However, a bite from an infectious mosquito is not the only way to contract the Zika virus: the virus can also be transmitted sexually. The first sexually transmitted Zika virus diagnosis in the continental Unites States was documented in Texas last January.
The Zika virus does pose a greater concern for women; especially women who are pregnant or become pregnant soon after contracting the disease. If a pregnant woman does contract the virus, there is a good chance that her child will be born with microcephaly, a condition that causes abnormal smallness of the head and is associated with incomplete brain development.
Dr. Matthew Clark, an OB-GYN at Revere Health in Pleasant Grove, said a baby can be infected with the virus if the mother has it.
Another possible effect of the Zika virus is Guillain-Barré syndrome.
Guillain-Barré syndrome is a rare condition that causes temporarily paralysis. Symptoms include tingling in the extremities as well as muscle weakness. Though most patients will recover, the symptoms could last for days, weeks or even months, and the individual will most likely require some hospitalization.
Utah County Health Department Emergency Response Coordinator Ron Tobler said a good percentage of people who get the Zika virus won’t even know they’re ill. He said the reason the world is most concerned about the virus is its association with microcephaly in infants.
“The biggest thing is not to be alarmed by Zika,” Utah Department of Health Epidemiologist Dallin Peterson said. “There are a lot of people that see ‘Zika’ and get afraid, but for the normal American adult … and youth, symptoms are relatively minor.”
Though one strain of the Zika-carrying mosquito, the Aedes aegypti, can only survive in tropical and subtropical regions, the second strain, the Aedes albopictus, can hibernate and thrive in regions with cooler temperatures or higher elevations.
Officials announced Utah’s first diagnosed case of the Zika virus on March 1. The CDC said the child had recently traveled to a country with mosquitos that carry the Zika virus and contracted the virus there.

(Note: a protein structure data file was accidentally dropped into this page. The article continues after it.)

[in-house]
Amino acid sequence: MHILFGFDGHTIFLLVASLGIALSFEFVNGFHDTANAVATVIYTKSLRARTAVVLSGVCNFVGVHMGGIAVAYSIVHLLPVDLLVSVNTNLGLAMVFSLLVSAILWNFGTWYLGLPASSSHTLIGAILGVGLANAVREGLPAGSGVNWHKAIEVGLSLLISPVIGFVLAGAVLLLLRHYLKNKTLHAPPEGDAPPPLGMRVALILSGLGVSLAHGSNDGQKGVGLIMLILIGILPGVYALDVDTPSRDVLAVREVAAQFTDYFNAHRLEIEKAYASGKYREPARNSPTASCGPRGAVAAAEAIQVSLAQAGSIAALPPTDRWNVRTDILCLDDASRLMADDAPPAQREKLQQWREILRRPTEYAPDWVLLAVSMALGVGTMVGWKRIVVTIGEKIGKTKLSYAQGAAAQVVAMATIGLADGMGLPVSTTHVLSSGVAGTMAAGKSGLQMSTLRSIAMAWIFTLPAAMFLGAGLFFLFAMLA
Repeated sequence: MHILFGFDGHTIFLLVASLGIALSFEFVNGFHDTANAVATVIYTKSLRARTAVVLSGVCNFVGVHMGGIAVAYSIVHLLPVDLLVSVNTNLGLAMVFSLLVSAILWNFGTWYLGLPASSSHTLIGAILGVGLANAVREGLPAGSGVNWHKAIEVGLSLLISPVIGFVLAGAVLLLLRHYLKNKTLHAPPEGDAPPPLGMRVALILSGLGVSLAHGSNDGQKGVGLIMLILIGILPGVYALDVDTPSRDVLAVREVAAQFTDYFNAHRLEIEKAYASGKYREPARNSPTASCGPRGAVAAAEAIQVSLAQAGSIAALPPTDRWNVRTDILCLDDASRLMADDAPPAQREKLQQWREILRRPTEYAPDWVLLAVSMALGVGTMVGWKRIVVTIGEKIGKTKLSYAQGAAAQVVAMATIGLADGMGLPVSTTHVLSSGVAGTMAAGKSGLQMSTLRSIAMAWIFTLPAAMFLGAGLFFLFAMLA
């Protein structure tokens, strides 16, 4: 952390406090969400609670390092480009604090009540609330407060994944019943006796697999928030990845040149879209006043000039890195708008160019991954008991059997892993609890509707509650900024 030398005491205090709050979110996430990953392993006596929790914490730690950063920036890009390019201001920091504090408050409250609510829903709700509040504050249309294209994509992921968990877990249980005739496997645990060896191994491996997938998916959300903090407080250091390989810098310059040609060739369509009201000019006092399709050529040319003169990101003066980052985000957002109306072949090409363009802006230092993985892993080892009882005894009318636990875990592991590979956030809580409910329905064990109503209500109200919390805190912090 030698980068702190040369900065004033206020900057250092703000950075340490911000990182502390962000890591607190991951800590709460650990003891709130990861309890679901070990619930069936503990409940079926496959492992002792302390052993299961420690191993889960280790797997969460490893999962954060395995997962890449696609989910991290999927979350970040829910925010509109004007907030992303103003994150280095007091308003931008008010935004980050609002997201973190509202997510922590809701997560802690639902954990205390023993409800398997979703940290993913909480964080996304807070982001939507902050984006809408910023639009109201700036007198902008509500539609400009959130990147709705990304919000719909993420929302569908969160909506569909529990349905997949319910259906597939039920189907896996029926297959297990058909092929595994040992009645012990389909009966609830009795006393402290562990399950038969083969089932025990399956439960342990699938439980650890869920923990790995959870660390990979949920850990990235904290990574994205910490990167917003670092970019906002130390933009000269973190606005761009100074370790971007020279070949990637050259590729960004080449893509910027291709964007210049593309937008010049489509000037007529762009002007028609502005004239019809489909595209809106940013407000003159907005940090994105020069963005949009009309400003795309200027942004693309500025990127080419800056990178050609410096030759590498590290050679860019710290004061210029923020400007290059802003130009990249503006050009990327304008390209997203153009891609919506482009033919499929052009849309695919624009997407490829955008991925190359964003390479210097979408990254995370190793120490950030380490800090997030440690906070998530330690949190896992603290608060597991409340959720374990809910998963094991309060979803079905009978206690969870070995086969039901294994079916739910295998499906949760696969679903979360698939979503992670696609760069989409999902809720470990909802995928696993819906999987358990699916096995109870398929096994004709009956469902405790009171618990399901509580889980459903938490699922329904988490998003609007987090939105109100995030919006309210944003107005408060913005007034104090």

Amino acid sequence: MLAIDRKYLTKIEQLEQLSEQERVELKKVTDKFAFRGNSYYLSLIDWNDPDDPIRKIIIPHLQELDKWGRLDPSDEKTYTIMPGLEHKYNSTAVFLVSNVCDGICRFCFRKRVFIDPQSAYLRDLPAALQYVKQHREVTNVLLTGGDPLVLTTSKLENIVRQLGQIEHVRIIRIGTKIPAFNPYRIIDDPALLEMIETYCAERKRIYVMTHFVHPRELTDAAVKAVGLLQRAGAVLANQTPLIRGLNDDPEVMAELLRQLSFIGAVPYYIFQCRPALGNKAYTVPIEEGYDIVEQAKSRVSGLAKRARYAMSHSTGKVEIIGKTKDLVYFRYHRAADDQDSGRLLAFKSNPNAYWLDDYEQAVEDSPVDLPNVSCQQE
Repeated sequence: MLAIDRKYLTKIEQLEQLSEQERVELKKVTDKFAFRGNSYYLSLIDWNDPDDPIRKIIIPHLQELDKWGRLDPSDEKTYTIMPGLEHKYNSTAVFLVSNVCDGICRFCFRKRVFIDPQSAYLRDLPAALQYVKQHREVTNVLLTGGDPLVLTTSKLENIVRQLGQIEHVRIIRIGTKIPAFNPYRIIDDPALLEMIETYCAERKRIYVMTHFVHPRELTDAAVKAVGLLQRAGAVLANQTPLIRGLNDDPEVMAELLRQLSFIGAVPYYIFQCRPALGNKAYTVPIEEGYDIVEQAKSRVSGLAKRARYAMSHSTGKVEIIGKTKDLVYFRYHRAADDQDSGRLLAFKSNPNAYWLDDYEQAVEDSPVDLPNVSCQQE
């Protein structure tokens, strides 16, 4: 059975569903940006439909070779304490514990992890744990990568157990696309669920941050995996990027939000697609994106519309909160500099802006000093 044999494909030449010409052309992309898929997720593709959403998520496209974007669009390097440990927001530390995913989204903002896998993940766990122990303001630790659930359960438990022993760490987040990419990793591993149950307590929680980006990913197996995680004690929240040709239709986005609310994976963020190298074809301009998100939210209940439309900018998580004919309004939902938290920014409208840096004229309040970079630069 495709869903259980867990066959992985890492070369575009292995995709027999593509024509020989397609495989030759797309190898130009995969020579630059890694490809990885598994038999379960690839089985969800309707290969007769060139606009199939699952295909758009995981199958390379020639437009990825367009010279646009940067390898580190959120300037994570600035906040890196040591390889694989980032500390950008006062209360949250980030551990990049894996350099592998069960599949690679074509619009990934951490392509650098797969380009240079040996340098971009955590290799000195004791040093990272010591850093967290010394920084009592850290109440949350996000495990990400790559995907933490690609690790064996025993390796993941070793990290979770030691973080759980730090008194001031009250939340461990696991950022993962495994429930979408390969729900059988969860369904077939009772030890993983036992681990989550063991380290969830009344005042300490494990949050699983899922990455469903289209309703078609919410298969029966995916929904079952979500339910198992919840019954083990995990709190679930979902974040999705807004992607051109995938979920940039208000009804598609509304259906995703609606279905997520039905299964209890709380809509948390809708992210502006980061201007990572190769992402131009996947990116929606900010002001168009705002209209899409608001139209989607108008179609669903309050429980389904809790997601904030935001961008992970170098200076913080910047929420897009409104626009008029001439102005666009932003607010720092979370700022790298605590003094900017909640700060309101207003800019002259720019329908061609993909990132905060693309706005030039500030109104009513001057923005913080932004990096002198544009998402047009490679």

“It isn’t surprising that Utah has an imported case of Zika virus since so many of our residents travel to and from areas where the disease is currently being transmitted,” Utah State Epidemiologist Allyn Nakashima said in a news release.
Tobler said areas such as Southern California, Miami, Houston and Dallas, Texas are all gearing up tremendously to fight this mosquito, but Utahns shouldn’t worry too much about the virus taking hold in Utah.
Sloan said she is not particularly worried about sustained transmission of the Zika virus in Utah because of how cold it can get. She cited the Dengue virus as an example. Although it has been present longer than the Zika virus, North America doesn’t see it regularly. She also mentioned that the Zika virus and Dengue virus have similar ecologies, so she does not believe that it is going to travel this far north.
At this time, there is no vaccine or antiviral treatment available for individuals who are infected with the Zika virus.
According to a Deseret News article titled “Utah researchers seek ways to identify Zika faster,” Dr. Sankar Swaminathan, chief of the Infectious Disease Division at University Hospital in Salt Lake City said, “They may have vaccines in trials by the end of the year, but no one realistically thinks that there will be a vaccine available for general use any time in the near future.”
In the meantime, scientists will continue to develop techniques for mosquito control.
“One of the coolest (inventions) that has come out in the last few years has been genetically modified mosquitos to actually crash the mosquito population,” Sloan said.
Scientists develop sterile male mosquitos, and when females mate with the genetically modified male mosquitos, none of their offspring survive. The key then is to spread a lot of these sterile mosquitos for it to work.
“They’ve been doing tests on this around the world for the last few years now, and you can eliminate effectively a mosquito population in a couple months,” Sloan said.